The human significance of sufferingThe way in which a man accepts his fate and all the suffering it entails, the way in which he takes up his cross, gives him ample opportunity—even under the most difficult circumstances—to add a deeper meaning to his life. It may remain brave, dignified and unselfish. Or in the bitter fight for self-preservation he may forget his human dignity and become no more than an animal. Here lies the chance for a man either to make use of or to forgo the opportunities of attaining the moral values that a difficult situation may afford him. And this decides whether he is worthy of his sufferings or not.
Man's Search for Meaning
Nov. 30, 2012, at 1:07pm
"This is really neat!" wrote Michael Wallacavage, as he sent around a link to this fascinating clip of Eric Whitacre's virtual choirs. Watch it, and I think you'll agree.
The singing starts at 6:27 and then again at 12:12 on the timeline. But don't skip what comes before! Whitacre's introduction is very interesting and engaging. He not only talks about the project itself, how it came about and so on, but also explains how he got interested in classical music. As a youth, his dream was to be a pop star. (He wanted to be the fifth member of Depeche Mode. Remember them?). But when he got to college he joined a choir instead. Not for love of music, mind you, but because it included a free trip …continue reading
Nov. 28, 2012, at 11:47pm
In Love and Responsibility, John Paul II makes some interesting distinctions about human needs and the different levels on which they operate. He especially makes a point to distinguish between mere desire (based in need alone, i.e. in me) and love as desire (based in a value-responding affirmation of the other, in light of which I recognize my desire or need as centered in this specific person because of their irreplaceable beauty and value). He says the following in his section on “Love as Desire” under his treatment of “Metaphysical Analysis of Love:”
On the natural level, man and woman need one another to complete their own being. The sexual urge or sexual desire is an indication …
Nov. 26, 2012, at 12:49pm
Hospice voluteers in our area have inaugurated a book club, as a way of sharing our experiences and interests and getting to know each other better. The first book we're reading together is The End of Your Life Book Club. It's written by Will Schwalbe, who chronicles his mother's dying of pancreatic cancer. Both great readers, one of the ways they cope with the tedium of her chemo treatments is by reading and discussing books together. Mary Anne Schwalbe comes across as an extraordinary woman, who lived a life of dedication to good causes, especially the cause of refugees. She was a believing Christian and a life-long activist, convinced that the way not to be overwhelmed by the problems …continue reading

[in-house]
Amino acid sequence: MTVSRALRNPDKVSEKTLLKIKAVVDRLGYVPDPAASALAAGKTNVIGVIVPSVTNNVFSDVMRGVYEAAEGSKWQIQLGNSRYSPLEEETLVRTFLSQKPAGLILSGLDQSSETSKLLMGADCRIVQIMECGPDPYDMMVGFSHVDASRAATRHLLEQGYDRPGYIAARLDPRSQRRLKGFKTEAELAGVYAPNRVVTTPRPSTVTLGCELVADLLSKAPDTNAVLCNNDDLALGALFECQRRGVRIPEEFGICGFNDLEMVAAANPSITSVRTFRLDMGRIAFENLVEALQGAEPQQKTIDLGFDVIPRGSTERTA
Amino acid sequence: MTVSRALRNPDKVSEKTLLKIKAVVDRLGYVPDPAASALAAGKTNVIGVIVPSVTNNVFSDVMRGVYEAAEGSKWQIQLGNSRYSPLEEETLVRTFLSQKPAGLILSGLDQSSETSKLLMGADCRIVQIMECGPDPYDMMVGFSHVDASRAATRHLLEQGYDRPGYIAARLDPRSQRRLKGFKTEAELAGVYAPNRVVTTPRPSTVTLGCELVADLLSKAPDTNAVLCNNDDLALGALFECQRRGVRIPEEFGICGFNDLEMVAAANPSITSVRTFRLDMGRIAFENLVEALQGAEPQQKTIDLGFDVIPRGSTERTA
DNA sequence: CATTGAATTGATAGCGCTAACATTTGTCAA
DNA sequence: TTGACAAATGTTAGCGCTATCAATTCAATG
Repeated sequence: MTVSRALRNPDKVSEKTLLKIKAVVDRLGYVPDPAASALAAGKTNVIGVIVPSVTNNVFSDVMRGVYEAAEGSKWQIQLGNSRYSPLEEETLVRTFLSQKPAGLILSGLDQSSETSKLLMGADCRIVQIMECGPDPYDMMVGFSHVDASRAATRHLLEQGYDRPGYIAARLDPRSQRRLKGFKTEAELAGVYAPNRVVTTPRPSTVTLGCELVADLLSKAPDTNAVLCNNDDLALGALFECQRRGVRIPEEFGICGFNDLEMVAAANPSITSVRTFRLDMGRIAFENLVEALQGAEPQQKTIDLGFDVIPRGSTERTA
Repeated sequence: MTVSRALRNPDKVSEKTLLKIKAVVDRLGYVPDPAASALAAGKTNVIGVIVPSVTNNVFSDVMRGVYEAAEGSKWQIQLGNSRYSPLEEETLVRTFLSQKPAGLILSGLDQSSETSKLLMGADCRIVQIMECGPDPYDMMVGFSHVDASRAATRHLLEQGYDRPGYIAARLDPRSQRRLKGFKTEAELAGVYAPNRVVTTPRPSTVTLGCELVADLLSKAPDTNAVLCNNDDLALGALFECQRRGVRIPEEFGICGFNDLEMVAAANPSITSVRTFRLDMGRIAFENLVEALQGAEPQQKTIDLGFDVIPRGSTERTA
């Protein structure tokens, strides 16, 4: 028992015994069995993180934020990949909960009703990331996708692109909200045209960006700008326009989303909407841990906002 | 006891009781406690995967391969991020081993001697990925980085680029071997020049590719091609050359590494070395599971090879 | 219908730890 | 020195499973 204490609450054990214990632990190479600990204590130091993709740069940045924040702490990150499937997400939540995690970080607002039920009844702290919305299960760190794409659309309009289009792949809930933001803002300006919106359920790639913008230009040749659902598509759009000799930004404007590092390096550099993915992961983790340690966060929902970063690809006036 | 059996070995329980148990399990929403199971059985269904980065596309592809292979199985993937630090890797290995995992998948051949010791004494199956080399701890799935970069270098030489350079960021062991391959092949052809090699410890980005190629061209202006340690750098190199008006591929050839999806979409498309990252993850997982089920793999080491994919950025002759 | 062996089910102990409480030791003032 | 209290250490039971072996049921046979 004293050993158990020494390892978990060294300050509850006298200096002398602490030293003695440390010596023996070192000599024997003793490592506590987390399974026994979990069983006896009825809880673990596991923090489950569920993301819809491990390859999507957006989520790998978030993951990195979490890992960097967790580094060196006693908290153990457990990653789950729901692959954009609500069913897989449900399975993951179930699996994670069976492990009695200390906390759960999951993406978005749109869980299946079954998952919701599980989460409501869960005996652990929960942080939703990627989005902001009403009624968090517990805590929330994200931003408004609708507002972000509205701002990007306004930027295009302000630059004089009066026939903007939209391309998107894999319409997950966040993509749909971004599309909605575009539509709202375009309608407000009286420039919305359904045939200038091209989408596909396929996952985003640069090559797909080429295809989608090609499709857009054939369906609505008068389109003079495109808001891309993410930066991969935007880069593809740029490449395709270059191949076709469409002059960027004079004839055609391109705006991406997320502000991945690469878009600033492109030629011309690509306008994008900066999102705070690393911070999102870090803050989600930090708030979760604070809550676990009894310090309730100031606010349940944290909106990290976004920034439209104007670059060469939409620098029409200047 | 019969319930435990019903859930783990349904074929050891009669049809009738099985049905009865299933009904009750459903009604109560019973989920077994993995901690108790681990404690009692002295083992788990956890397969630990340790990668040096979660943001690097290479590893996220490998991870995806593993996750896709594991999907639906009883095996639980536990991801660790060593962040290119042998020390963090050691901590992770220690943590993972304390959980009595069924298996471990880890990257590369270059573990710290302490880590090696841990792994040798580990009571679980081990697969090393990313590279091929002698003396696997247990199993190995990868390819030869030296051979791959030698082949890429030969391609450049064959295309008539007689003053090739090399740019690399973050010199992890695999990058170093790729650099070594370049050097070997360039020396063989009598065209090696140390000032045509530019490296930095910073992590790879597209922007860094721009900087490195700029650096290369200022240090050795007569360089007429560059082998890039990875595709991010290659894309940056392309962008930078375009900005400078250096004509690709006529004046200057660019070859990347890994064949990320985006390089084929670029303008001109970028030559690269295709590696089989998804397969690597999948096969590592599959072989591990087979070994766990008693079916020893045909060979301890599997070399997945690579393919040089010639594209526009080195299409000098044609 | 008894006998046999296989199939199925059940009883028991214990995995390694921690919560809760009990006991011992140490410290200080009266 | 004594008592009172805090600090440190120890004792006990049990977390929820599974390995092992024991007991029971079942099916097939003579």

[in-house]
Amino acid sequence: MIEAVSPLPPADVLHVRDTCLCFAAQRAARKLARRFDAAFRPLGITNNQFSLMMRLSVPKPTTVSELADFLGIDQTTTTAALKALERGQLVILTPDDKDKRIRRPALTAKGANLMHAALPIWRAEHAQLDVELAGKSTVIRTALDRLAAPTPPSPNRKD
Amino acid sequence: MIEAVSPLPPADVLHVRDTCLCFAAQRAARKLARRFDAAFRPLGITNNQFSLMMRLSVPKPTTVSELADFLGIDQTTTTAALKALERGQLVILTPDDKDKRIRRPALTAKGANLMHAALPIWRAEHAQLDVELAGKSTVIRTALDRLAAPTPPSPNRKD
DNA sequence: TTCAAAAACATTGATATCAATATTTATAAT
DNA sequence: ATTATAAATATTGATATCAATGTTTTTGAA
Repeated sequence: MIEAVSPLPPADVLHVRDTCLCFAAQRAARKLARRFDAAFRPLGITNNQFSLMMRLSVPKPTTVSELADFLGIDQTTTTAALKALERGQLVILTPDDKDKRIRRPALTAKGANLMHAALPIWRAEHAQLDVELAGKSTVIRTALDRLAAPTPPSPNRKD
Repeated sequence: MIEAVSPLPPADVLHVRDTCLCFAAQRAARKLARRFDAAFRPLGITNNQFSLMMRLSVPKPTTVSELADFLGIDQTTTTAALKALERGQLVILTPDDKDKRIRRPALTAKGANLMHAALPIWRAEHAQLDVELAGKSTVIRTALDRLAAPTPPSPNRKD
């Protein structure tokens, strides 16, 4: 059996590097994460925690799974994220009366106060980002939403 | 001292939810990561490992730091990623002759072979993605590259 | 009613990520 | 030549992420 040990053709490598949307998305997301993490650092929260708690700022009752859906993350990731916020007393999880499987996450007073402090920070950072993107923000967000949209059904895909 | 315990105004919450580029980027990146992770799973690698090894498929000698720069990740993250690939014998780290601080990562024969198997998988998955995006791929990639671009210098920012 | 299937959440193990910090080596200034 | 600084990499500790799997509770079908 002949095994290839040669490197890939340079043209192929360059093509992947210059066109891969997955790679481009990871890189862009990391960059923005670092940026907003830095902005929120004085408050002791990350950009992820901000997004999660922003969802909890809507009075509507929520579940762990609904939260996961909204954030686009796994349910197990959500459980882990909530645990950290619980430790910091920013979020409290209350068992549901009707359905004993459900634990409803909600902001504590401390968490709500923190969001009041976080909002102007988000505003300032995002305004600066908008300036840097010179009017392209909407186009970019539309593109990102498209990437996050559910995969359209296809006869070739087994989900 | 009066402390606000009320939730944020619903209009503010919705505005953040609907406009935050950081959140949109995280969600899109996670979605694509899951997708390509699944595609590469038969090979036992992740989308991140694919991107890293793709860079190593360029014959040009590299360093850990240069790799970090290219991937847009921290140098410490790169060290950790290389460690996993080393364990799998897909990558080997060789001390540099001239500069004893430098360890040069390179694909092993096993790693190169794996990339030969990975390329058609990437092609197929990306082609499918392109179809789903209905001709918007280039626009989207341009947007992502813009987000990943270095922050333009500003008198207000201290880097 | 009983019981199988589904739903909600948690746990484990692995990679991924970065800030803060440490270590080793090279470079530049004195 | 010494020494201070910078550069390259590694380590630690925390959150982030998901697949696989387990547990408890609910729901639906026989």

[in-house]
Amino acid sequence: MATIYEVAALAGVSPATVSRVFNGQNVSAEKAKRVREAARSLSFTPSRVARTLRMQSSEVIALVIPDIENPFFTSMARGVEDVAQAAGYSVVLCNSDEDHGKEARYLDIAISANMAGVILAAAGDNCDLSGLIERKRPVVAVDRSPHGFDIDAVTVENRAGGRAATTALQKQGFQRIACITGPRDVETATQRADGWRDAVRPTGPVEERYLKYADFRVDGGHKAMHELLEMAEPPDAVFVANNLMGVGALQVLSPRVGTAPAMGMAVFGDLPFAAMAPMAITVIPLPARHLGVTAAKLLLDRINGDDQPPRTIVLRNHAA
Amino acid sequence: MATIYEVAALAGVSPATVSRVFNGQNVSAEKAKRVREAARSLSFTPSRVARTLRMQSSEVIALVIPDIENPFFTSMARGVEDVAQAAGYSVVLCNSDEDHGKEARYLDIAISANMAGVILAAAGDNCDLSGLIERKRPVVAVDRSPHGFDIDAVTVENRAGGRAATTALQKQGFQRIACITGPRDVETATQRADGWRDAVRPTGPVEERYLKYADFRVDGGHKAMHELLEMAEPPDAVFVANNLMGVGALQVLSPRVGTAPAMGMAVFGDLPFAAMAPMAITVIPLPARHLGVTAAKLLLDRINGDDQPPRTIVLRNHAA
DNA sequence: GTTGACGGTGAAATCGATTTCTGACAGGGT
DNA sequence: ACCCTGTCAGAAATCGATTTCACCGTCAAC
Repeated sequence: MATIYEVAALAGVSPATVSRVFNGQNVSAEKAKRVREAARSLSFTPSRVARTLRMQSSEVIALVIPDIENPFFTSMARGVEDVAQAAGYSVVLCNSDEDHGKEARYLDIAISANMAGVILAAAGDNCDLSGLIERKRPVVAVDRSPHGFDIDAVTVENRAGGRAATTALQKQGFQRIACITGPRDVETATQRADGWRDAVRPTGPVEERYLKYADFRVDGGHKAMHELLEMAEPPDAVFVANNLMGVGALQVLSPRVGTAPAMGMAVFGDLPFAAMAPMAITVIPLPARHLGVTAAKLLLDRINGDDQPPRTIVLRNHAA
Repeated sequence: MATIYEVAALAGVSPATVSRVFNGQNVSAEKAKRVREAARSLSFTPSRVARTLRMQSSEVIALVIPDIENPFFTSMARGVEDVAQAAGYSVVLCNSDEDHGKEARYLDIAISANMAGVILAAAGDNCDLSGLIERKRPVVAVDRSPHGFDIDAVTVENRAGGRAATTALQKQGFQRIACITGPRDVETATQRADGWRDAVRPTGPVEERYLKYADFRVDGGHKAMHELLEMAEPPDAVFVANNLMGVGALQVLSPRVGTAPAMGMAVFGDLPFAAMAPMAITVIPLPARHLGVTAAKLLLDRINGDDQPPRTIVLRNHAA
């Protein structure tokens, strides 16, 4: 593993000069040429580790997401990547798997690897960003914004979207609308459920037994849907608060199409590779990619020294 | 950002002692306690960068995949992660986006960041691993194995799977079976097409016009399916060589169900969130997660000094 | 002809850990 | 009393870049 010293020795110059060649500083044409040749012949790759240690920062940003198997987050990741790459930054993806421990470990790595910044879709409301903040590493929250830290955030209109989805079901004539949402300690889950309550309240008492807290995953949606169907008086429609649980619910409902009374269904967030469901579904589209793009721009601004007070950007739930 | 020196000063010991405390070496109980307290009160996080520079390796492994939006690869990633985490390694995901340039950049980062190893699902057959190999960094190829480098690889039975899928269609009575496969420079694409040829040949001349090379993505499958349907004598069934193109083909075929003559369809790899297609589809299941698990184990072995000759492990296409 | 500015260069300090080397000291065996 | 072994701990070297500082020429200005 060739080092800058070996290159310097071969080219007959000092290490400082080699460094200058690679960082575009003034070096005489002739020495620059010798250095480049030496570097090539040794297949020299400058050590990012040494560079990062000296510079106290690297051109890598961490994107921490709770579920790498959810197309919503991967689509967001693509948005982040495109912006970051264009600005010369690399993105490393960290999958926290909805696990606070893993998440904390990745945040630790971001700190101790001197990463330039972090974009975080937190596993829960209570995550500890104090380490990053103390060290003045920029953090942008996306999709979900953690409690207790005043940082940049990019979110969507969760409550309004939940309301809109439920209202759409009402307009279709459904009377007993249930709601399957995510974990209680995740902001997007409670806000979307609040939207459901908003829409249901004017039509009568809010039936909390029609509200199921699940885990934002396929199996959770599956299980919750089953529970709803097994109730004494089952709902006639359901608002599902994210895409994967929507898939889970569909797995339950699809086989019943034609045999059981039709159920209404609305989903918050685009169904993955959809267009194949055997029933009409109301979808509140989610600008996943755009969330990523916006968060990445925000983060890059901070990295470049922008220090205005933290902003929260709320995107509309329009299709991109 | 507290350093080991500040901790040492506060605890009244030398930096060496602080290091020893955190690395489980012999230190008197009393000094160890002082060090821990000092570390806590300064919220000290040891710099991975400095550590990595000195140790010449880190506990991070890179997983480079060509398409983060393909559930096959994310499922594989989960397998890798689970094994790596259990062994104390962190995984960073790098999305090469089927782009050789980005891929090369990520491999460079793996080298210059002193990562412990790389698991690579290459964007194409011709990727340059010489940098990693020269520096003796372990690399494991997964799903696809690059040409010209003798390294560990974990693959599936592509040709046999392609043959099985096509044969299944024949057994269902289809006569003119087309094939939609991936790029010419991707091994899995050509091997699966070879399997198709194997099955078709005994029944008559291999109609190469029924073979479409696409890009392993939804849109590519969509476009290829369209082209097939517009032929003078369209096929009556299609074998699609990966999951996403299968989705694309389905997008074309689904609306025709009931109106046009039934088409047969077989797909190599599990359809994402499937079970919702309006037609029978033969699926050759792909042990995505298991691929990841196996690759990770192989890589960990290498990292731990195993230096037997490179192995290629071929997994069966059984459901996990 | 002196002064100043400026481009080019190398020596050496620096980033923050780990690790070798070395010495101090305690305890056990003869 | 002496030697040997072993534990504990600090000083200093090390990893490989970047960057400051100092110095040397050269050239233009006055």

Nov. 24, 2012, at 10:41pm
In a sobering article over at Crisis, Fr. Rutler reminds us of Alexander Solzhenitzyn's prophetic address to the Harvard class of 1978:
...we have lost the concept of a Supreme Complete Entity which used to restrain our passions and our irresponsibility. We have placed too much hope in political and social reforms, only to find out that we were being deprived of our most precious possession: our spiritual life.
How can we expect to retain our right to religious liberty if we've rejected the notion of being "under God"?
Nov. 24, 2012, at 3:22pm
(Yes, it's Saturday. I lose track of time when long-lost adult children come to visit. But I wanted to get in on Jen Fulweiler's weekly blogger tradition. You can, too, if you like: see Jen's instructions at the very end of this post.)
* * * * *
As my philosophy professor, the late lamented Dr. William Marra, used to say,
“Money is happiness in the abstract.”
He was right: if we dedicate Black Friday to commerce,
it’s not so much because we want this particular HDTV or that particular vegan leather handbag: it’s because money seems to bestow the power to be happy in whatever way we might turn out to desire. It …continue reading
Nov. 18, 2012, at 5:38pm
“We are here to serve others,” the apocryphal mother explains.
“Well, then,” responds the little apocryphal boy, “What are the others here for?”
* * * *
No wonder he’s confused. Which are we supposed to be, self-centered or other-centered?
Well, you might say--both.
When you read the Bible, you keep running into principles like
“With what measure you measure, it will be measured to you”
and, of course,
There’s a common thread here: they keep on drawing you not simply towards others, but back and forth from your own desires, obligations and actions to everybody else’s. They keep reminding you to acknowledge the personhood, the interiority, the subjectivity, of both the …continue reading